Comparison of treatment regimens for cytomegalovirus retinitis in patients with AIDS in the era of highly active antiretroviral therapy

Douglas A. Jabs, Alka Ahuja, Mark Van Natta, J. P. Dunn, Steven Yeh

Research output: Contribution to journalArticle

Abstract

Purpose: To describe the outcomes of different treatment approaches for cytomegalovirus (CMV) retinitis in the era of highly active antiretroviral therapy (HAART). Design: Prospective cohort study, the Longitudinal Study of the Ocular Complications of AIDS. Participants: A total of 250 patients with CMV retinitis and a CD4+ T-cell count <100 cells/μl (n = 221) at enrollment or incident retinitis (n = 29) during cohort follow-up. Methods: The effects of systemic therapy (vs. intraocular therapy only) on systemic outcomes and the effect of intraocular therapies (ganciclovir implants, intravitreal injections) on ocular outcomes were evaluated. Main Outcome Measures: Mortality, CMV dissemination, retinitis progression, and treatment side effects. Results: Regimens containing systemic anti-CMV therapy were associated with a 50% reduction in mortality (adjusted hazard ratio [HR], 0.5; 95% confidence interval [CI], 0.3-0.7; P = 0.006), a 90% reduction in new visceral CMV disease (adjusted HR, 0.1; 95% CI, 0.04-0.4; P = 0.004), and among those with unilateral CMV retinitis at presentation, an 80% reduction in second eye disease (adjusted HR, 0.2; 95% CI, 0.1-0.5; P = 0.0005) when compared with those using only intraocular therapy (implants or injections). Compared with systemic treatment only, regimens containing intravitreal injections had greater rates of retinitis progression (adjusted HR, 3.4; P = 0.004) and greater visual field loss (for loss of one half of the normal field, adjusted HR, 5.5; P < 0.01). Intravitreal implants were not significantly better than systemic therapy (adjusted HR for progression, 0.5; P = 0.26; adjusted HR for loss of one half of the visual field, 0.5; P = 0.45), but the sample size was small. Hematologic and renal side effect rates were similar between those groups with and without systemic anti-CMV therapy. The rate of endophthalmitis was 0.017 per eye-year (EY) (95% CI, 0.006-0.05) among those treated with intravitreal injections and 0.01 per EY (95% CI, 0.002-0.04) among those treated with an implant. Conclusions: In the HAART era, systemic anti-CMV therapy, while there is immune compromise, seems to provide benefits in terms of longer survival and decreased CMV dissemination. Financial Disclosure(s): Proprietary or commercial disclosure may be found after the references.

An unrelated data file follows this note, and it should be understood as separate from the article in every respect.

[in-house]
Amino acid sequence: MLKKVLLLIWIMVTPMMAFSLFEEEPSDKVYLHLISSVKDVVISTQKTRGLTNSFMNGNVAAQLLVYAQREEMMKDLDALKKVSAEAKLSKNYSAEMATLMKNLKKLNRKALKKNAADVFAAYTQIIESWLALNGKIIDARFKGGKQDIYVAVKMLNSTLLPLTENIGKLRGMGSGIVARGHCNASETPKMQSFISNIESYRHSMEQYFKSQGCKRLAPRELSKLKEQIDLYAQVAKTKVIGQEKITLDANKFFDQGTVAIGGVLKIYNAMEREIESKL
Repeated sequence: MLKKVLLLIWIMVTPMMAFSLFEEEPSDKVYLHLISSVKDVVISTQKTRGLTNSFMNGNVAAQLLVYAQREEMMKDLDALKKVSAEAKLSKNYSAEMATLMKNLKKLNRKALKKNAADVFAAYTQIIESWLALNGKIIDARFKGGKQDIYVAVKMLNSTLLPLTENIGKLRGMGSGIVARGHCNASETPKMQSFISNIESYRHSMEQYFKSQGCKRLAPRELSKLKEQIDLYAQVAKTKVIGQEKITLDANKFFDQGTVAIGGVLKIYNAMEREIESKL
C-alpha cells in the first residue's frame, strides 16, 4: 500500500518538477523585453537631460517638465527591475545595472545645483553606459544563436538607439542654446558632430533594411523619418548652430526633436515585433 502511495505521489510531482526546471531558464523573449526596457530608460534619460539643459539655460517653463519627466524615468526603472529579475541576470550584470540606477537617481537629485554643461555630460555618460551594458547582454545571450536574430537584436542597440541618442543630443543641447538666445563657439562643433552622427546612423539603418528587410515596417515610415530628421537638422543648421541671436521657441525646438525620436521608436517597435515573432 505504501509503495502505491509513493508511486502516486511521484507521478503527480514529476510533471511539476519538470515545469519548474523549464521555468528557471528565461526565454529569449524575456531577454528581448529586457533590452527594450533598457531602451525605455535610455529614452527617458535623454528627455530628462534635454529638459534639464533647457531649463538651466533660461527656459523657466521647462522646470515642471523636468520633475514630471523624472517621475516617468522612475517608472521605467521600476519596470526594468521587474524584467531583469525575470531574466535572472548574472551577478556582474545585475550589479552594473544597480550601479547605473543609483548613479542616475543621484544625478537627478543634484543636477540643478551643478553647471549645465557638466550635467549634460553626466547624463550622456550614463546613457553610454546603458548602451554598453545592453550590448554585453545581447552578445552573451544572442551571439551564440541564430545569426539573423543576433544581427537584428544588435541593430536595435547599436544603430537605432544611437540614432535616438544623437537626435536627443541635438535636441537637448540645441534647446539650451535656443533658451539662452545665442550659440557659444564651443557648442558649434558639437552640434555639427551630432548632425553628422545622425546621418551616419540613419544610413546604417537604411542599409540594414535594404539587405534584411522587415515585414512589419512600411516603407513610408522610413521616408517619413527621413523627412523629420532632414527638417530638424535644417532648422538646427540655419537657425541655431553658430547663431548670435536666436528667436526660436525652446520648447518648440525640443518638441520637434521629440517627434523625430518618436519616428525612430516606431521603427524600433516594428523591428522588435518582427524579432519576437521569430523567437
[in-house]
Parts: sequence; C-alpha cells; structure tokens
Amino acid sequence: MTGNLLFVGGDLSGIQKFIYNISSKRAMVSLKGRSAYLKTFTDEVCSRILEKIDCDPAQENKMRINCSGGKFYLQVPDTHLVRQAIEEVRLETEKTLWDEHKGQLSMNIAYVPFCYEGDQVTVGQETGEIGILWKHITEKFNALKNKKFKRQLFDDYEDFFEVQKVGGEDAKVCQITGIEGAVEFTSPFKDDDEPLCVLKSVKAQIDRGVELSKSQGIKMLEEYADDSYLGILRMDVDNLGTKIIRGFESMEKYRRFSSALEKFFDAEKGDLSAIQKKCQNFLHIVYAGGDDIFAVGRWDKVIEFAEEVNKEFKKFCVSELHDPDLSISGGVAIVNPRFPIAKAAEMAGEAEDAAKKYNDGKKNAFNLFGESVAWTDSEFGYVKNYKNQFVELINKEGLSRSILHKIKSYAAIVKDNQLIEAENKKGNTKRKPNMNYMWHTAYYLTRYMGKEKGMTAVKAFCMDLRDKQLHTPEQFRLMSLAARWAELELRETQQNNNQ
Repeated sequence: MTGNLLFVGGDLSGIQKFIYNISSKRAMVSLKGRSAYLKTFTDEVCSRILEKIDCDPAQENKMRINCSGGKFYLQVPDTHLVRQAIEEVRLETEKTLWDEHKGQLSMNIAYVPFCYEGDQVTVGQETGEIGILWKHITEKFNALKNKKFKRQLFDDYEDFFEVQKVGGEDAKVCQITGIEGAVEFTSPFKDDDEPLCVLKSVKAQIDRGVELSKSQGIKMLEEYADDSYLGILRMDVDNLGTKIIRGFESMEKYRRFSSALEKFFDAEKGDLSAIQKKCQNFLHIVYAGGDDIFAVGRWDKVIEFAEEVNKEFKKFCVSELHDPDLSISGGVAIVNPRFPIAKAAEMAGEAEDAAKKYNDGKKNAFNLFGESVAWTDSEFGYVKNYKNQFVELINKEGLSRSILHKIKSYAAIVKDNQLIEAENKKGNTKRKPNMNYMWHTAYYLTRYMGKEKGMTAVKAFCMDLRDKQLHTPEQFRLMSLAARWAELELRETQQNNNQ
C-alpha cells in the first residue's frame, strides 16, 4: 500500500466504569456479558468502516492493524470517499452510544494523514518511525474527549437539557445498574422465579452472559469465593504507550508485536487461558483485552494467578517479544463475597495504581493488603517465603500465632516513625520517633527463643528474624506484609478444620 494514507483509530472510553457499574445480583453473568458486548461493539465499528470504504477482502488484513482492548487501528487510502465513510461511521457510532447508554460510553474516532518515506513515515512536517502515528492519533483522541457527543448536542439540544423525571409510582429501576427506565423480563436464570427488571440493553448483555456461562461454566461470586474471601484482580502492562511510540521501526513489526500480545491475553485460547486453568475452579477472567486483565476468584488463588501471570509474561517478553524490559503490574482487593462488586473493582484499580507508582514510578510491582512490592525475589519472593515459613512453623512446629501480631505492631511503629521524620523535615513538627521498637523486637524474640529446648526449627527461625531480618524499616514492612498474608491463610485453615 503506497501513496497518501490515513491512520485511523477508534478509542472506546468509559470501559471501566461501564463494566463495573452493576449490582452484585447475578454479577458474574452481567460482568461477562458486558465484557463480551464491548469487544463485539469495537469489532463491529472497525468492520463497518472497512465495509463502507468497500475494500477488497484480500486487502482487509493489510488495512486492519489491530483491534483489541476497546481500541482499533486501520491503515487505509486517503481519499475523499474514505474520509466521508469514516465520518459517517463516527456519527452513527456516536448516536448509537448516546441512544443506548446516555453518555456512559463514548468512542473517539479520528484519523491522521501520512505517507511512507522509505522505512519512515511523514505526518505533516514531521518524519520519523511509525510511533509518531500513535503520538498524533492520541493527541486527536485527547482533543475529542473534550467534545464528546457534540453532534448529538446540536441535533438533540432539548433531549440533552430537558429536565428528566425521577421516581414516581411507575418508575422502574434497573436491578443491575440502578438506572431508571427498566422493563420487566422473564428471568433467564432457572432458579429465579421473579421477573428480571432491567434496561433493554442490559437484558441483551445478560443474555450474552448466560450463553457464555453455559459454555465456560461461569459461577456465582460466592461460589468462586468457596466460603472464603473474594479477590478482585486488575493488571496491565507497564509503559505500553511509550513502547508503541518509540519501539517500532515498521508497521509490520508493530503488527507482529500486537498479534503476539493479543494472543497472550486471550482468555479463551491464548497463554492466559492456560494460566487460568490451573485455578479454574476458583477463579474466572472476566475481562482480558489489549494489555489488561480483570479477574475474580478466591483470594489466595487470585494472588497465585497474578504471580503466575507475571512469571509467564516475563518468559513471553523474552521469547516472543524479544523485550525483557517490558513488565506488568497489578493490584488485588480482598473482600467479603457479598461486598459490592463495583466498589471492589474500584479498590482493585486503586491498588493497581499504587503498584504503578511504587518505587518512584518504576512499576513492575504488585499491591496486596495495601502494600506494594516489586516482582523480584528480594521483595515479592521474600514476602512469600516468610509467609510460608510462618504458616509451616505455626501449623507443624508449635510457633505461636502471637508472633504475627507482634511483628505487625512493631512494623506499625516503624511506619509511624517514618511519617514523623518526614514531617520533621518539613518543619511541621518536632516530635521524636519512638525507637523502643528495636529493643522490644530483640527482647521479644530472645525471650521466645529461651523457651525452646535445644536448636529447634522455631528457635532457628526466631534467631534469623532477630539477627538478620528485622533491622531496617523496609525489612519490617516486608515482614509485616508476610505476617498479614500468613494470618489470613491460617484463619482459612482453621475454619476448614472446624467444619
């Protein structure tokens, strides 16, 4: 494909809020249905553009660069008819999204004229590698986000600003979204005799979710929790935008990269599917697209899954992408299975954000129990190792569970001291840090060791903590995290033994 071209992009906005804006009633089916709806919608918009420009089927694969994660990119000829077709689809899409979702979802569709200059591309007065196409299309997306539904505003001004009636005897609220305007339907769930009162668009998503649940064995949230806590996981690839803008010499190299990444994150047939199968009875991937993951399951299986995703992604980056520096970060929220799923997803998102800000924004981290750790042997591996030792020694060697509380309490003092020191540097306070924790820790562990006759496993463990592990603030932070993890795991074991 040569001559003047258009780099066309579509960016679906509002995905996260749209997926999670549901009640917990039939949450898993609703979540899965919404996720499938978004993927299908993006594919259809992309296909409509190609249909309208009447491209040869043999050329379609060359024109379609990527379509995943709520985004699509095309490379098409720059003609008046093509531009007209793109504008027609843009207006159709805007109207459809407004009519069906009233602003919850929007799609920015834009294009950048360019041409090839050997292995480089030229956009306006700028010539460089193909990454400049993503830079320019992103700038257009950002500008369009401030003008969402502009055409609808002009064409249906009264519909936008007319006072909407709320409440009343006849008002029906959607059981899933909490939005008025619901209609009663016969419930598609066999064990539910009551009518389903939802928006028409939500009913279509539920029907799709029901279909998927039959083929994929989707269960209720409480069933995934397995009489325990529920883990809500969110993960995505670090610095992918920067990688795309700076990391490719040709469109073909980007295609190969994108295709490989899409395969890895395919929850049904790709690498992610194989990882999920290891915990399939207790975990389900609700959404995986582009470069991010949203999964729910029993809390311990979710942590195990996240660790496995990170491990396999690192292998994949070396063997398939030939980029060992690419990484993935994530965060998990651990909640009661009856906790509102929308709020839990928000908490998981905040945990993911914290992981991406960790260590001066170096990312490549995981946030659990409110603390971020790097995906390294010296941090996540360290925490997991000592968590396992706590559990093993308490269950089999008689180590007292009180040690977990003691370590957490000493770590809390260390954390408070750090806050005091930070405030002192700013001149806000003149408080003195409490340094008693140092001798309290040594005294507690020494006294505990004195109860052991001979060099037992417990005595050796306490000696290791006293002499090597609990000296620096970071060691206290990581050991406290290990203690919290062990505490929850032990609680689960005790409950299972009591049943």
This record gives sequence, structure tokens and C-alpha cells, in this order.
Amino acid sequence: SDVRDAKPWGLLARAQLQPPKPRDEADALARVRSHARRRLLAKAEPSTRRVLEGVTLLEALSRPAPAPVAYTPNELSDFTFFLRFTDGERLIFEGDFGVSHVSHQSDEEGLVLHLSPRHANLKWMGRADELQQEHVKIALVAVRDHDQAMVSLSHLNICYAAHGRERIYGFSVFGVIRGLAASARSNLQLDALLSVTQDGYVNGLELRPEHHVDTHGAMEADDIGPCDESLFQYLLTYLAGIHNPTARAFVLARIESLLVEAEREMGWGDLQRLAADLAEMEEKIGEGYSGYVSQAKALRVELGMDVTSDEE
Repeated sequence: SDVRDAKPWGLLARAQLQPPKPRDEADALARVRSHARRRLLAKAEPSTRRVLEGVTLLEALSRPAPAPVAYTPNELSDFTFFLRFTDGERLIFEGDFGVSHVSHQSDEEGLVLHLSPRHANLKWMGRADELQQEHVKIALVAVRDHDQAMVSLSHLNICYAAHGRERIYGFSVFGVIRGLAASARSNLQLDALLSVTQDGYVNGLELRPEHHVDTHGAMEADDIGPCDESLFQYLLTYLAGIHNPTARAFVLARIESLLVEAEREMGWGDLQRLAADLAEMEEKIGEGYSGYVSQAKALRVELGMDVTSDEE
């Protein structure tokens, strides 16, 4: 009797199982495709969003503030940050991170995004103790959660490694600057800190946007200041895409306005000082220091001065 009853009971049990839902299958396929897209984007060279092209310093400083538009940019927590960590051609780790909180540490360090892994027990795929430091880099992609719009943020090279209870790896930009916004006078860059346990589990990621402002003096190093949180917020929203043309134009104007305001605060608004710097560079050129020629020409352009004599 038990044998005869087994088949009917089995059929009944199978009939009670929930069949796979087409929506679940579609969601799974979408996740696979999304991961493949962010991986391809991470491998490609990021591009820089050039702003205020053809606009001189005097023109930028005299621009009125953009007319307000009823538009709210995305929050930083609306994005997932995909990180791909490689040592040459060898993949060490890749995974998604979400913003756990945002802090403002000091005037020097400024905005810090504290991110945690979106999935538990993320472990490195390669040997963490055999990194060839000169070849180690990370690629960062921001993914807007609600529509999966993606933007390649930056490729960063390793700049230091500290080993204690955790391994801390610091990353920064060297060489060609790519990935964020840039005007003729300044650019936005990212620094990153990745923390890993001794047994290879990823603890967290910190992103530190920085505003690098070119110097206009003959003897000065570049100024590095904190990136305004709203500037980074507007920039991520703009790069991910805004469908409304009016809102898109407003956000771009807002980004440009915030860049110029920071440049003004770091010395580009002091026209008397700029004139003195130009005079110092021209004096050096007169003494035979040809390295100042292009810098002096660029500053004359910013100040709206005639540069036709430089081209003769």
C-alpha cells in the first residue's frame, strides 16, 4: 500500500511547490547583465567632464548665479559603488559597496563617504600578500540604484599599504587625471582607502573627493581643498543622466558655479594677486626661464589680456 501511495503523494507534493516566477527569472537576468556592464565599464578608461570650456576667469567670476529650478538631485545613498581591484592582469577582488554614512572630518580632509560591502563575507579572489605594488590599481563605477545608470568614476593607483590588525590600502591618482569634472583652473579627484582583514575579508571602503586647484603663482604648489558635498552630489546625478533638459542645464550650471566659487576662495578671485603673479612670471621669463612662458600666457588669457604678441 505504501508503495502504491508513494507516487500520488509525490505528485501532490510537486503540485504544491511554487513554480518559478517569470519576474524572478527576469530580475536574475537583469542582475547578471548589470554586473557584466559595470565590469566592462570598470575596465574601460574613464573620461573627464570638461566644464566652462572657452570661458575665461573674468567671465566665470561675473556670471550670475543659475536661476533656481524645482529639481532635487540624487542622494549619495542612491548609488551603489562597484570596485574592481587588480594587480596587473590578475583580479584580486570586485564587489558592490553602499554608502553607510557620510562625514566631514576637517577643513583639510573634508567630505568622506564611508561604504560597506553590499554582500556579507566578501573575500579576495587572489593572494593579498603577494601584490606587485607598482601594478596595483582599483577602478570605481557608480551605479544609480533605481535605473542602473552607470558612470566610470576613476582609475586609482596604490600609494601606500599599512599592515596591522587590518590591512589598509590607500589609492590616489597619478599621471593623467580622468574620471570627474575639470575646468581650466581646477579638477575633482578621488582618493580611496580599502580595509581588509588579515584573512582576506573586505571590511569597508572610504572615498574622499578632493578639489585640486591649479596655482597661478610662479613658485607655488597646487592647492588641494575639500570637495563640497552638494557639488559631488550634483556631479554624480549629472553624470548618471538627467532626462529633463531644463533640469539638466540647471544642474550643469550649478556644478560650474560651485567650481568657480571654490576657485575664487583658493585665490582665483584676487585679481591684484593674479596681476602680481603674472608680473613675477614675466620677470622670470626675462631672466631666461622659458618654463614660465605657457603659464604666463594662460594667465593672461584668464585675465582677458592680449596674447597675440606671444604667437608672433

Original languageEnglish (US)
Pages (from-to)1262-1270
Number of pages9
JournalOphthalmology
Volume120
Issue number6
DOIs
StatePublished - Jun 1 2013

ASJC Scopus subject areas

  • Ophthalmology

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